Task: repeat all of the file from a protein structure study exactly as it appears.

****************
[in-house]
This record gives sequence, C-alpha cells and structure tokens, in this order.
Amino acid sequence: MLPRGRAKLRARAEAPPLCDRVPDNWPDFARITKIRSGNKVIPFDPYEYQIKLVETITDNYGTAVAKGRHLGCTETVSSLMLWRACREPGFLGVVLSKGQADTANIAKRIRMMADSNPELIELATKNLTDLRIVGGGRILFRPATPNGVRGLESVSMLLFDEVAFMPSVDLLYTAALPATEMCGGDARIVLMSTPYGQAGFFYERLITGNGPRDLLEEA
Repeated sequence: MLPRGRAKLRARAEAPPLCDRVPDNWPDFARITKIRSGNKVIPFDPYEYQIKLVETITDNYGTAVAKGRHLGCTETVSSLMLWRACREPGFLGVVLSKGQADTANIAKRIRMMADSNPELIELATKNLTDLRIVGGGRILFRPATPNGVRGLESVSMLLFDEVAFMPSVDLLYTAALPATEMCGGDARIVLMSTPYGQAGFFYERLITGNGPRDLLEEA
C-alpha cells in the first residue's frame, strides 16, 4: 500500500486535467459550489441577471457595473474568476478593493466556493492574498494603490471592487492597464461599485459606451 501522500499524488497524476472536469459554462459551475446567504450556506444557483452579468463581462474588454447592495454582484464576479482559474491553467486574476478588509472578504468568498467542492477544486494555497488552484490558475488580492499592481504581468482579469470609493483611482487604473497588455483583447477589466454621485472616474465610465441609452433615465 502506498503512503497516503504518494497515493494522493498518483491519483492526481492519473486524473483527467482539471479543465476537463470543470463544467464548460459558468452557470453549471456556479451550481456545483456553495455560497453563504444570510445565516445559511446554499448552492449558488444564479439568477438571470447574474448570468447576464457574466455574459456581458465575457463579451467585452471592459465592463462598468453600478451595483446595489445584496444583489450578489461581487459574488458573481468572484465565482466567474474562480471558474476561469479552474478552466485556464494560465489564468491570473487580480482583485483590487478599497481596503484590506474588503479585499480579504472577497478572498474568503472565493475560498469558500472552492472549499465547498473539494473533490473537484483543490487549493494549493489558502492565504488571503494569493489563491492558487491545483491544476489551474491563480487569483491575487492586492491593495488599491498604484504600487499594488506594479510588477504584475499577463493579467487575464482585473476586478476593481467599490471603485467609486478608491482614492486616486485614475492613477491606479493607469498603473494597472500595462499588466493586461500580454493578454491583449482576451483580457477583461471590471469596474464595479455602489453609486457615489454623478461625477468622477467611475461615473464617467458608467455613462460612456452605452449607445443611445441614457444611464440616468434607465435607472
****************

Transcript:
[in-house]
This record gives sequence, C-alpha cells and structure tokens, in this order.
Amino acid sequence: MLPRGRAKLRARAEAPPLCDRVPDNWPDFARITKIRSGNKVIPFDPYEYQIKLVETITDNYGTAVAKGRHLGCTETVSSLMLWRACREPGFLGVVLSKGQADTANIAKRIRMMADSNPELIELATKNLTDLRIVGGGRILFRPATPNGVRGLESVSMLLFDEVAFMPSVDLLYTAALPATEMCGGDARIVLMSTPYGQAGFFYERLITGNGPRDLLEEA
Repeated sequence: MLPRGRAKLRARAEAPPLCDRVPDNWPDFARITKIRSGNKVIPFDPYEYQIKLVETITDNYGTAVAKGRHLGCTETVSSLMLWRACREPGFLGVVLSKGQADTANIAKRIRMMADSNPELIELATKNLTDLRIVGGGRILFRPATPNGVRGLESVSMLLFDEVAFMPSVDLLYTAALPATEMCGGDARIVLMSTPYGQAGFFYERLITGNGPRDLLEEA
C-alpha cells in the first residue's frame, strides 16, 4: 500500500486535467459550489441577471457595473474568476478593493466556493492574498494603490471592487492597464461599485459606451 501522500499524488497524476472536469459554462459551475446567504450556506444557483452579468463581462474588454447592495454582484464576479482559474491553467486574476478588509472578504468568498467542492477544486494555497488552484490558475488580492499592481504581468482579469470609493483611482487604473497588455483583447477589466454621485472616474465610465441609452433615465 502506498503512503497516503504518494497515493494522493498518483491519483492526481492519473486524473483527467482539471479543465476537463470543470463544467464548460459558468452557470453549471456556479451550481456545483456553495455560497453563504444570510445565516445559511446554499448552492449558488444564479439568477438571470447574474448570468447576464457574466455574459456581458465575457463579451467585452471592459465592463462598468453600478451595483446595489445584496444583489450578489461581487459574488458573481468572484465565482466567474474562480471558474476561469479552474478552466485556464494560465489564468491570473487580480482583485483590487478599497481596503484590506474588503479585499480579504472577497478572498474568503472565493475560498469558500472552492472549499465547498473539494473533490473537484483543490487549493494549493489558502492565504488571503494569493489563491492558487491545483491544476489551474491563480487569483491575487492586492491593495488599491498604484504600487499594488506594479510588477504584475499577463493579467487575464482585473476586478476593481467599490471603485467609486478608491482614492486616486485614475492613477491606479493607469498603473494597472500595462499588466493586461500580454493578454491583449482576451483580457477583461471590471469596474464595479455602489453609486457615489454623478461625477468622477467611475461615473464617467458608467455613462460612456452605452449607445443611445441614457444611464440616468434607465435607472